Promising OMT pilot study points to difficulties with ‘sham’ treatment
A small 2010 feasibility study on the benefits of preventive osteopathic manipulative treatment in nursing home residents showed that residents who received OMT were hospitalized less and took fewer medications than those in the control group, said Karen T. Snider, DO, the study’s lead author, in an OMED session today. However, the “sham” treatment group showed similar results, pointing to a need to refine the mock treatment for clearer results in a larger investigation.
In the study, which was published in The Journal of the American Osteopathic Association, eight nursing home residents received OMT twice a month for five months, said Dr. Snider, who is a professor of osteopathic manipulative medicine at the A.T. Still University-Kirksville (Mo.) College of Osteopathic Medicine.
The study included an OMT group, a “light touch” group that received what was meant to be sham OMT, and a control group that received neither treatment. DOs giving light touch were advised to touch the patients in all the same areas they would were they giving OMT and to hold their hands in place.
The light touch protocol proved problematic in part because the study’s osteopathic physicians had trouble not performing OMT, despite their intentions, Dr. Snider noted.
“I recall one [patient] in the light touch group. I had my hands under her back pretending to do paraspinal muscle inhibition … and my mind kind of wandered off,” she said. “So it was very hard.”
The study results were the same for the light touch group and the OMT group—both had fewer hospitalizations and decreased medication use next to the control group, Dr. Snider said. In future studies, the light touch protocol should be completely revamped, she said.
“My husband, who was a co-investigator on the project, called the light touch protocol a ‘diminished forces’ OMT,” Dr. Snider said, to laughter in the room.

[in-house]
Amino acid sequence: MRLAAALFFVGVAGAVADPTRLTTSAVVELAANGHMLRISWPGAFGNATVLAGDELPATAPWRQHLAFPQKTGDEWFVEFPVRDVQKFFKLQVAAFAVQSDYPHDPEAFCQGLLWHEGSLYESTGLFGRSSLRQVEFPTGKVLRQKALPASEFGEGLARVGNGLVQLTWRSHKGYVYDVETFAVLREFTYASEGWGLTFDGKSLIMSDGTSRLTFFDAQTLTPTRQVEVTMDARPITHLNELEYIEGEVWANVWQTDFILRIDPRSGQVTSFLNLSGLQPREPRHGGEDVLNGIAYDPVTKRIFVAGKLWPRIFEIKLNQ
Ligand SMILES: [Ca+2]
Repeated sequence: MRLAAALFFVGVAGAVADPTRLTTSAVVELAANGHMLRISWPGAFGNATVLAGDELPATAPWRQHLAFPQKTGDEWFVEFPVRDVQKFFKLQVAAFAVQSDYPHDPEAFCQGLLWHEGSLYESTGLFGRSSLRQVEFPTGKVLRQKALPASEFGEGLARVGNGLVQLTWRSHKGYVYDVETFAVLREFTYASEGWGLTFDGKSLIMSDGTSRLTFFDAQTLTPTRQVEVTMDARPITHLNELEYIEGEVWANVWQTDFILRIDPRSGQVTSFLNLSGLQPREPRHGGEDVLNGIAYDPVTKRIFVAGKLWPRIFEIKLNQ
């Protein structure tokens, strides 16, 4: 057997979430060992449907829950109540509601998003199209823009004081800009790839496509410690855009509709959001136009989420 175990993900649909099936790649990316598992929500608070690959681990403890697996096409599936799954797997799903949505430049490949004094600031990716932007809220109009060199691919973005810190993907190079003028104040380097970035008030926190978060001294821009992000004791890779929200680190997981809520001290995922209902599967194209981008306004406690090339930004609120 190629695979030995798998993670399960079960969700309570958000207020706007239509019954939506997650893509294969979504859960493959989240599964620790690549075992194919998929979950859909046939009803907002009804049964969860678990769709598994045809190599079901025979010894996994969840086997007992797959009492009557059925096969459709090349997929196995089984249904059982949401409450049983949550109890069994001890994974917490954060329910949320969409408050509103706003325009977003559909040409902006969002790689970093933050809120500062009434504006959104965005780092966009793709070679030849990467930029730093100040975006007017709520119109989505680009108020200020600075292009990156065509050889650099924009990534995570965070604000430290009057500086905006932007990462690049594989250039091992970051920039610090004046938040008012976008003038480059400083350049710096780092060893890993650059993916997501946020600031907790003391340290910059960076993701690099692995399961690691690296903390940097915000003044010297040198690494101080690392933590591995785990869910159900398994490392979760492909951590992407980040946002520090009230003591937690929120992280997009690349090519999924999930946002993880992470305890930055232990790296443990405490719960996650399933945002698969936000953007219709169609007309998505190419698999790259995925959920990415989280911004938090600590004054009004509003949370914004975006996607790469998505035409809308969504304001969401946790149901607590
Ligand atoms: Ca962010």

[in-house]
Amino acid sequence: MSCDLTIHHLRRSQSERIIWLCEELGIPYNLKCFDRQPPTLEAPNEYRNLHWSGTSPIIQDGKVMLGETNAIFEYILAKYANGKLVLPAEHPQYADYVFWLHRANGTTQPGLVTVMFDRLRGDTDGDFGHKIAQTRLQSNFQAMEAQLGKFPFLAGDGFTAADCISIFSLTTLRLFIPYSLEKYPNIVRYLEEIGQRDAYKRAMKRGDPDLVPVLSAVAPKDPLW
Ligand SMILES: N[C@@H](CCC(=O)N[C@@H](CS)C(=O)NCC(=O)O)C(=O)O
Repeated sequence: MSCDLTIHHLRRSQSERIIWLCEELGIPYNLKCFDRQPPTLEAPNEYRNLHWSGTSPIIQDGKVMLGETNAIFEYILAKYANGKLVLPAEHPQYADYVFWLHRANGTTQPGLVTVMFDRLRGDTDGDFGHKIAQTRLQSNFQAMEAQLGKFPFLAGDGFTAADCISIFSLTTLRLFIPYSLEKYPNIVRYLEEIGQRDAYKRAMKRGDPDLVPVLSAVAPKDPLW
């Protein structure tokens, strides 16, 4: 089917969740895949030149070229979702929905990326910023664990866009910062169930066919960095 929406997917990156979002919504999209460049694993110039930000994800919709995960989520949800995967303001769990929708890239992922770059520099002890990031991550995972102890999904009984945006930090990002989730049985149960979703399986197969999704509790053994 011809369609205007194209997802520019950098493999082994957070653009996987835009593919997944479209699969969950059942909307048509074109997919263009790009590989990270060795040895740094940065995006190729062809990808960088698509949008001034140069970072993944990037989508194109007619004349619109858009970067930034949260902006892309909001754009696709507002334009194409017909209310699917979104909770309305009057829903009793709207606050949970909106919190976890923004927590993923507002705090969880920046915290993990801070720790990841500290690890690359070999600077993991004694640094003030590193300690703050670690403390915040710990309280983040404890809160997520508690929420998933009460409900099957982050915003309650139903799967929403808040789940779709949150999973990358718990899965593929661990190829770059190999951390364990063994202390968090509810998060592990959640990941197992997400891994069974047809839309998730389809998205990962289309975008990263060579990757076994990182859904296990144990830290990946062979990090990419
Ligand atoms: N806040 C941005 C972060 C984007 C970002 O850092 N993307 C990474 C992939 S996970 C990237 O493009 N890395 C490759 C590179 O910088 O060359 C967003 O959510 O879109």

Moreover, with the study taking place in Kirksville, the home of osteopathic medicine, some OMT-savvy patients in the light-touch group weren’t convinced that they were receiving OMT, Dr. Snider said.
The challenge is finding a better light touch protocol, Dr. Snider said, and she cited a Swedish massage therapy study led by Mark Rapaport that did show distinctive results in its light touch and massage groups. These researchers used the backs of their hands when performing sham treatments.
Another limitation was the study’s small size of 21 patients. The initial goal was 36 nursing home residents, but Dr. Snider and her team had trouble verifying patient eligibility by the enrollment deadline.
Dr. Snider hopes to assist with larger studies in the future and noted that nursing home residents are highly receptive to participating in research studies involving OMT. After the study started, residents began requesting to be enrolled in it, and patients in the OMT group really enjoyed the treatments.
“At the end of the study we had several people in the OMM group who wanted to continue receiving OMM … so we actually have them come over to the office to be seen,” Dr. Snider said.
Presentation attendee Daniel C. Sacher, OMS II, said he was intrigued to learn more about the benefits OMT has on nursing home residents.
“There’s a problem with polypharmacy in a lot of nursing home patients,” said Sacher, who attends the New York Institute of Technology College of Osteopathic Medicine in Old Westbury. “So if OMT leads to reduced medication use, it can give patients a better quality of life.”
Kevin Camaclang, OMS III, liked listening to Dr. Snider’s descriptions of the various techniques used in the study, such as muscle energy versus myofascial release.
“I plan on going into family medicine,” said Camaclang, who attends the Touro University Nevada College of Osteopathic Medicine in Henderson. “And I see myself using the techniques Dr. Snider spoke about today in the future in my practice.”